There is, in fact, one strand of literature that would regard nonzero values of H and R as a
good thing, namely the literature on economic mobility. Mobility is often defined and measured
in terms of reranking across income distributions at two points in time (cf. e.g. Schiller 1977,
King 1983). Where w in section II can be reduced to zero because there are exact equals in the
12
data, R in eqn (5) reduces to the Atkinson-Plotnick measure of reranking, RAP (cf. Van de Ven et
al. 2001).12 If people's rankings in the distributions of y0 and y1 are identical, RAP is equal to
zero. A policymaker eager to see mobility would therefore want to see a nonzero value of R.
Some argue for a broader interpretation of mobility as the evolution over time of people's
incomes over time. Van Kerm (2004) has recently shown that reranking is just one component
of this broader interpretation of mobility, with mobility so defined being decomposable into three
components: a `growth' component (the mobility that would have occurred if all incomes had
risen by the same proportion); a `dispersion' component (the mobility that is attributable to a
change in the way total income is distributed); and an `exchange' component (the mobility
caused by reranking).13 Dispersion-related mobility gets reflected in nonzero values of V and H,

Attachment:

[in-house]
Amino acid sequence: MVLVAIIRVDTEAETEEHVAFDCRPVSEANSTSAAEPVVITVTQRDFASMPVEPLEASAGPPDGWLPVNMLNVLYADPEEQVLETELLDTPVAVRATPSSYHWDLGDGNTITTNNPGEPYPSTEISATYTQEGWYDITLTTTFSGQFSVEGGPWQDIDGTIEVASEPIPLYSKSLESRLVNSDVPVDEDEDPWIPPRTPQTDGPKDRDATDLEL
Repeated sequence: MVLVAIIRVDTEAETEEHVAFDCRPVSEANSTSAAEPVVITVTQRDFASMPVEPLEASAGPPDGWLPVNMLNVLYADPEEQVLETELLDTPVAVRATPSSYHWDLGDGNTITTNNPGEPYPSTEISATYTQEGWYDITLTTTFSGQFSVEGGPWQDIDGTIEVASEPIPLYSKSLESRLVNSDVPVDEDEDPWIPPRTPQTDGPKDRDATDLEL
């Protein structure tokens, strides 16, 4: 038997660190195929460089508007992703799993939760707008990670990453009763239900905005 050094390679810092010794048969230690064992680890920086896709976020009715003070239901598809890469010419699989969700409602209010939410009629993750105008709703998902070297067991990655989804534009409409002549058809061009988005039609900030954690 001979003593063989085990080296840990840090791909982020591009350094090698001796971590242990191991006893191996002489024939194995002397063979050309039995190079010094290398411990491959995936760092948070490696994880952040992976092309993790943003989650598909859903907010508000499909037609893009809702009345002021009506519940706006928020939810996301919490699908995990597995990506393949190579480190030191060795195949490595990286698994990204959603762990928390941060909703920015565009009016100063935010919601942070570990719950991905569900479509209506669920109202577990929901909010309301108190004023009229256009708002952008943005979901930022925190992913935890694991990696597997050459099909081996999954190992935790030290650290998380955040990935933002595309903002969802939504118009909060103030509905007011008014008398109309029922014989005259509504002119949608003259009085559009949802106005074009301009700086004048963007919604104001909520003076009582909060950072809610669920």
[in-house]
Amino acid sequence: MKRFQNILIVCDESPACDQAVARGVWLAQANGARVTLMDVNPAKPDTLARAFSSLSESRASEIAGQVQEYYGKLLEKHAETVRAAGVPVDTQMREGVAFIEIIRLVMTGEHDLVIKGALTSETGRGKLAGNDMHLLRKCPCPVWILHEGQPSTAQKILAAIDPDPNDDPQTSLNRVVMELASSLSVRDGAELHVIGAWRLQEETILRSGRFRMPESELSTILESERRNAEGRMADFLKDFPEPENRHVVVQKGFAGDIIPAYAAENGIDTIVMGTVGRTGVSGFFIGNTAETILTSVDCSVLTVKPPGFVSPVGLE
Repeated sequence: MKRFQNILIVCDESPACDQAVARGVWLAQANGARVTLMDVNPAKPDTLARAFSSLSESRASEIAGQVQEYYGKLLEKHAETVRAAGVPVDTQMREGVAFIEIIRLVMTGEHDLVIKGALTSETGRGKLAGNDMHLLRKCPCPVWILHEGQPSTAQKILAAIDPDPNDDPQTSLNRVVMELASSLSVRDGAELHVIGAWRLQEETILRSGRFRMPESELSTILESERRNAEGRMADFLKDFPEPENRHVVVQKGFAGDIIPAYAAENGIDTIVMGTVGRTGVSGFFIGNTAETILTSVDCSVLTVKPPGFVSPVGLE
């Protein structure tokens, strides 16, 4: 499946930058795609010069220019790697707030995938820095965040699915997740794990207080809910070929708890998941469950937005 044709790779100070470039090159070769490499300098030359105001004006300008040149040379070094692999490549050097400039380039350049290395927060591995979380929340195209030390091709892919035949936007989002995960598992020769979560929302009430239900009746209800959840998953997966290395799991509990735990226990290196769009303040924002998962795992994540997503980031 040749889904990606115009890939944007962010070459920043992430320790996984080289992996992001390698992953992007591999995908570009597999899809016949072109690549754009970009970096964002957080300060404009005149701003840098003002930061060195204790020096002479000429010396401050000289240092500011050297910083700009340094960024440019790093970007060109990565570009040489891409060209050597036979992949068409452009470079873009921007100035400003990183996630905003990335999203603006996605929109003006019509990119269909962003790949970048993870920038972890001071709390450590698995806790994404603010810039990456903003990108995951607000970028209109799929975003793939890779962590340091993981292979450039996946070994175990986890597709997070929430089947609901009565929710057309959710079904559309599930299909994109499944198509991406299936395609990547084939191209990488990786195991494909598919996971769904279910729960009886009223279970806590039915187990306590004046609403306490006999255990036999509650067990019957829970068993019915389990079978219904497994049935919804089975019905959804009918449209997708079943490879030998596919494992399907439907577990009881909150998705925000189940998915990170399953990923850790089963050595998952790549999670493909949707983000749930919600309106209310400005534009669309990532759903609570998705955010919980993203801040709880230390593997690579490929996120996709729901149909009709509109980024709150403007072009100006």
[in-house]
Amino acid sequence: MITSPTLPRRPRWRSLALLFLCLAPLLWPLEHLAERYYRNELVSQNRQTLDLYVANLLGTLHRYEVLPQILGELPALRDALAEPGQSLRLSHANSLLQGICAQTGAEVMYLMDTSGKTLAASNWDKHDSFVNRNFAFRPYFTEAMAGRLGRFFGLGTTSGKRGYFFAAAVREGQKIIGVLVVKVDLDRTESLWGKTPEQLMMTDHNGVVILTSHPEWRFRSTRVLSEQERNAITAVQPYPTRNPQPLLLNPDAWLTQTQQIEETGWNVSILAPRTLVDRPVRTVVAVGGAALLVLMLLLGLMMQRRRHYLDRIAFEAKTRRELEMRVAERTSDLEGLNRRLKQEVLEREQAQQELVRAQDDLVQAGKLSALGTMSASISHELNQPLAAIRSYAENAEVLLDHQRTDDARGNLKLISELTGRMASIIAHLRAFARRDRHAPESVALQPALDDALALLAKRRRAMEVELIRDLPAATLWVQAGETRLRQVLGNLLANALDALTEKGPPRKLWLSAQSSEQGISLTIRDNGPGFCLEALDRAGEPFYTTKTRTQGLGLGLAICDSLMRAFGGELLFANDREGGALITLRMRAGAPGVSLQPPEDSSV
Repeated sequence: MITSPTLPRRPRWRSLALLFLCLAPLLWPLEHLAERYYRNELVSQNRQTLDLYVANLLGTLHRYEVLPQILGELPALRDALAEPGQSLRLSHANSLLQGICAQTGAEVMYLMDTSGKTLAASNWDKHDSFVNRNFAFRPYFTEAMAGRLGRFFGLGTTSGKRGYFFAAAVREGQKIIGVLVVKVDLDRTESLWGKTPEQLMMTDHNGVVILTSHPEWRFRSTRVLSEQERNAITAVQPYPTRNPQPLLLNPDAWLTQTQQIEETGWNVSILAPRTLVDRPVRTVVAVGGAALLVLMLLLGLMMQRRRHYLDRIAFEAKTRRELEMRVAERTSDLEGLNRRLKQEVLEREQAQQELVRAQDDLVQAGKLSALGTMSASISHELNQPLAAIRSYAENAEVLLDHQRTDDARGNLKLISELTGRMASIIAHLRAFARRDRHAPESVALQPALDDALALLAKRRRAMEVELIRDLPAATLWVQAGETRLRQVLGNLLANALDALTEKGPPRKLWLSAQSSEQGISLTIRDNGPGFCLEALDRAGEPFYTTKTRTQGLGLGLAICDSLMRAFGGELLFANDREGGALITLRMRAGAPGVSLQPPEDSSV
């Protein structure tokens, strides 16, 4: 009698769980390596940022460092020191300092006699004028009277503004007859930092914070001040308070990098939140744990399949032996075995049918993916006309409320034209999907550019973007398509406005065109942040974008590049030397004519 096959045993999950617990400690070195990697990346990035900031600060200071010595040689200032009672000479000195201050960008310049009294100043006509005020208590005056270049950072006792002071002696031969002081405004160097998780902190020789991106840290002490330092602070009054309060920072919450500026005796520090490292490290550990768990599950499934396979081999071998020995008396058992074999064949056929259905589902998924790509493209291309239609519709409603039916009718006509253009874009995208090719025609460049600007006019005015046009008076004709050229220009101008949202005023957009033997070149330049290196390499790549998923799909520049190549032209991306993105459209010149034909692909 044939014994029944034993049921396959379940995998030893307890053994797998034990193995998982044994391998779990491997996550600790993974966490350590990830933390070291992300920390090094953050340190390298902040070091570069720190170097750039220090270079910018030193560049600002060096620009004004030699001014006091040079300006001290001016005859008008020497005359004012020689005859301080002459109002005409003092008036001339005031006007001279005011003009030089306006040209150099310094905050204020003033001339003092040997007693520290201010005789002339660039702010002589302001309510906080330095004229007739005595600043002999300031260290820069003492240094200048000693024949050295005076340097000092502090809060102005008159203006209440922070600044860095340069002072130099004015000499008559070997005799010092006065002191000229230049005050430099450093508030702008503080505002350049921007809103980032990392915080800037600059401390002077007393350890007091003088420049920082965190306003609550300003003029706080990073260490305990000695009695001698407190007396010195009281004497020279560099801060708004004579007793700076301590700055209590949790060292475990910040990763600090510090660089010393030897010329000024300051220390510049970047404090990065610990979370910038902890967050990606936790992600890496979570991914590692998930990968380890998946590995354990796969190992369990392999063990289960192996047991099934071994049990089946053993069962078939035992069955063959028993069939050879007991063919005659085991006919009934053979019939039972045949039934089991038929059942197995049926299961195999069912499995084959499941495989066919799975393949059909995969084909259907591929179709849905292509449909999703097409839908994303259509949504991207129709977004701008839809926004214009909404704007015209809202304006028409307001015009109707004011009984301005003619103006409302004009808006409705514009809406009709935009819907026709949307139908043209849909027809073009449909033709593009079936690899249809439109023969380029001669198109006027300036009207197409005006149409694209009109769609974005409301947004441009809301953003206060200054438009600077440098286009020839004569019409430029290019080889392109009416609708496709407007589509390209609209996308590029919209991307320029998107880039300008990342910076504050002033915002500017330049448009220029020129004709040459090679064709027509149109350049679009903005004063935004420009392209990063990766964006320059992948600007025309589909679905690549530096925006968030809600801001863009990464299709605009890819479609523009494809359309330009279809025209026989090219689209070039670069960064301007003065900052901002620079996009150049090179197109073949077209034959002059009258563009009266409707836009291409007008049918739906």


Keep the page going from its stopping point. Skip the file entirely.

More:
which from this broader perspective would presumably be regarded as a good thing--
irrespective of whether vertical or horizontal redistribution is involved, and irrespective of
whether any vertical redistribution is pro-poor or prorich. However broad one's view of
mobility, then, it is clear that the pursuit of mobility may entail substantial amounts of
inequality-increasing redistribution.
Both of these views--that it is G that ultimately matters, or that it is mobility that
ultimately matters--are hard to square with the fact that many persist in expressing reservations
about economic growth and trade reforms on the grounds they are often divisive and create
inequality. This despite evidence that--at least on the face of it--seems to suggest this is not
typically the case. These critics often point to the ways in which people with different
characteristics seem to benefit differently from economic growth, those with assets--including
12This is equal to G1 minus the concentration index for y1, people being ranked by y0 in the latter and by y1 in the former.
13Applying his decomposition to data for Belgium, Germany and the USA, Van Kerm finds considerable evidence of mobility
broadly defined, especially in the US, and finds that the exchange component is by far the most important driver of mobility in all
three countries.
13